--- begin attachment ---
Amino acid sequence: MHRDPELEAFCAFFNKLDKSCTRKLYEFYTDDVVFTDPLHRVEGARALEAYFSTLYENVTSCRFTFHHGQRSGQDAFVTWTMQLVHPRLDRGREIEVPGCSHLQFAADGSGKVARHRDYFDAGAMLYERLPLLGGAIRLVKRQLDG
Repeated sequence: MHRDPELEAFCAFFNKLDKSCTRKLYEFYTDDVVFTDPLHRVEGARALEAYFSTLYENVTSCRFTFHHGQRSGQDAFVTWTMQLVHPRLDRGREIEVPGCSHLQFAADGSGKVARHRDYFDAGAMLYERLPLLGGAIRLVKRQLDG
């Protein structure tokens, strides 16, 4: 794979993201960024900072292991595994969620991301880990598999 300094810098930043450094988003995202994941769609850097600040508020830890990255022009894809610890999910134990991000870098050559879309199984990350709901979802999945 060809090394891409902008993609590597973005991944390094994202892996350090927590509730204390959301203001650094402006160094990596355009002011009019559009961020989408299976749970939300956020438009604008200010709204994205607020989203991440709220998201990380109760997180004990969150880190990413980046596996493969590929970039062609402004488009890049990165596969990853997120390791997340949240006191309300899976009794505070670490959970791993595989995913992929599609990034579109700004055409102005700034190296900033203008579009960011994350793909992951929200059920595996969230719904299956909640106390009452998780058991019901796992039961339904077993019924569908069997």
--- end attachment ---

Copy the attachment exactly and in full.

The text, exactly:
Amino acid sequence: MHRDPELEAFCAFFNKLDKSCTRKLYEFYTDDVVFTDPLHRVEGARALEAYFSTLYENVTSCRFTFHHGQRSGQDAFVTWTMQLVHPRLDRGREIEVPGCSHLQFAADGSGKVARHRDYFDAGAMLYERLPLLGGAIRLVKRQLDG
Repeated sequence: MHRDPELEAFCAFFNKLDKSCTRKLYEFYTDDVVFTDPLHRVEGARALEAYFSTLYENVTSCRFTFHHGQRSGQDAFVTWTMQLVHPRLDRGREIEVPGCSHLQFAADGSGKVARHRDYFDAGAMLYERLPLLGGAIRLVKRQLDG
């Protein structure tokens, strides 16, 4: 794979993201960024900072292991595994969620991301880990598999 300094810098930043450094988003995202994941769609850097600040508020830890990255022009894809610890999910134990991000870098050559879309199984990350709901979802999945 060809090394891409902008993609590597973005991944390094994202892996350090927590509730204390959301203001650094402006160094990596355009002011009019559009961020989408299976749970939300956020438009604008200010709204994205607020989203991440709220998201990380109760997180004990969150880190990413980046596996493969590929970039062609402004488009890049990165596969990853997120390791997340949240006191309300899976009794505070670490959970791993595989995913992929599609990034579109700004055409102005700034190296900033203008579009960011994350793909992951929200059920595996969230719904299956909640106390009452998780058991019901796992039961339904077993019924569908069997």